First, Judge Mazzant found that Congress did not define the terms “bona fide executive, administrative, or professional capacity,” choosing instead to delegate to DOL the authority to define the terms through regulations. Nevertheless, the judge found that because Congress did not define those terms, the appropriate approach to interpreting them is to consider their “plain meaning” at the time of the statute’s enactment in 1938. He then proceeded to apply the definitions of those terms from the Oxford English Dictionary’s 1933 definition.

The judge rejected DOL’s arguments that both the plain meaning of the statute and Congress’s delegation of authority allowed it to impose the salary basis and minimum salary threshold tests. Judge Mazzant’s conclusion is a bit startling given that the salary basis and salary threshold tests have been in effect in one form or another since the early 1940s.

What Happens Next in the Court Case?

This is only a preliminary injunction. While the standard for a preliminary injunction is fairly high, the case is not over yet and still must be decided fully and finally decided by the judge. But preliminary injunctions may be immediately appealed. DOL’s next step could be to appeal the decision to grant the preliminary injunction to the federal Fifth Circuit Court of Appeals. An adverse decision there would be appealed to the U.S. Supreme Court.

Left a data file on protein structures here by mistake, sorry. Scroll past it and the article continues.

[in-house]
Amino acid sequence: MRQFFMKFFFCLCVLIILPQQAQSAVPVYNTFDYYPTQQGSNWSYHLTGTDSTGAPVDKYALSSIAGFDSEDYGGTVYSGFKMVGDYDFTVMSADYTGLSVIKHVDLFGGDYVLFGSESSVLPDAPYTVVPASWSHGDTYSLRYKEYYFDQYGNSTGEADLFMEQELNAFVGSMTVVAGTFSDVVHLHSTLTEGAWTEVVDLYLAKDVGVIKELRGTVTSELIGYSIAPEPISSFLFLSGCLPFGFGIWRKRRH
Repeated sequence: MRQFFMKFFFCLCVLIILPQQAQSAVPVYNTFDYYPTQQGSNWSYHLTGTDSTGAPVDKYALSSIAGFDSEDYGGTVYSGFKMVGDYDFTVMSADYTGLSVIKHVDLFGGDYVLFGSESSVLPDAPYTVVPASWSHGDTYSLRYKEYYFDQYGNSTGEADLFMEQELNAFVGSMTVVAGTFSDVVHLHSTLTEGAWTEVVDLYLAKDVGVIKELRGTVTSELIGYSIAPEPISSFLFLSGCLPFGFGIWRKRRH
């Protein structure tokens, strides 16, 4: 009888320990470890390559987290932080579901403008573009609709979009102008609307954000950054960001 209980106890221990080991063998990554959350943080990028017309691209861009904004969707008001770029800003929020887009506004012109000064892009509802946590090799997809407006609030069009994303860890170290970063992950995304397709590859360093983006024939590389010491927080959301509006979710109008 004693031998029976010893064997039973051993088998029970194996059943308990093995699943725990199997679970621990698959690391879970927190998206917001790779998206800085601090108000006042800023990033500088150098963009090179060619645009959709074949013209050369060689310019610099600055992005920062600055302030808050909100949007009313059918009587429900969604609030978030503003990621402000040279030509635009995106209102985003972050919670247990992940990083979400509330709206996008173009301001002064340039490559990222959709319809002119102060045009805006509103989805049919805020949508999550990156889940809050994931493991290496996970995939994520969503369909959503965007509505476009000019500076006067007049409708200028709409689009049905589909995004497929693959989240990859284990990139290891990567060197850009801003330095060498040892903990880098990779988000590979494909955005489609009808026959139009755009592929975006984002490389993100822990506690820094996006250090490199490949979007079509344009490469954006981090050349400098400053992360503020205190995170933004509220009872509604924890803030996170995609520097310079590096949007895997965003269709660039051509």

All of this takes time. Whatever the outcome of an appeal of the preliminary injunction, if the judge finds in favor of the plaintiff states in his final decision, DOL could again appeal to the Fifth Circuit and from there to the Supreme Court (which still has a vacancy – a 4-4 tie there would have the effect of affirming whatever decision the Fifth Circuit made).

As of this writing, DOL has not yet announced how it will proceed.

What Can We Expect from the New Administration?

I don’t presume to predict what actions the Trump administration will take on the new rule or on overtime and the FLSA’s protections for workers more generally. The conventional thinking is that the new administration will be a more pro-business administration. That is a fair guess, but it doesn’t necessarily extend to upending the FLSA as we have known it for over 75 years. But that could be the outcome.

More immediately, however, the DOL under new leadership could choose to abandon any appeal of Judge Mazzant’s decision. The new administration could leave the current overtime rule as it is with its low salary threshold in place or revise it in any number of different ways, such as increasing the salary threshold but by a lesser amount than currently planned. It could do away with the salary basis and salary threshold tests entirely. It could revise the duties tests. Any such changes, however, would require compliance with the federal Administrative Procedures Act. First, DOL would draft and then publish a proposed rule. Then there would be a 60 to 90 day comment period, after which a final rule would finally be published, with another 60 to 90 day period before the rule became effective.

The Legal Perspective:  What Happens on December 1?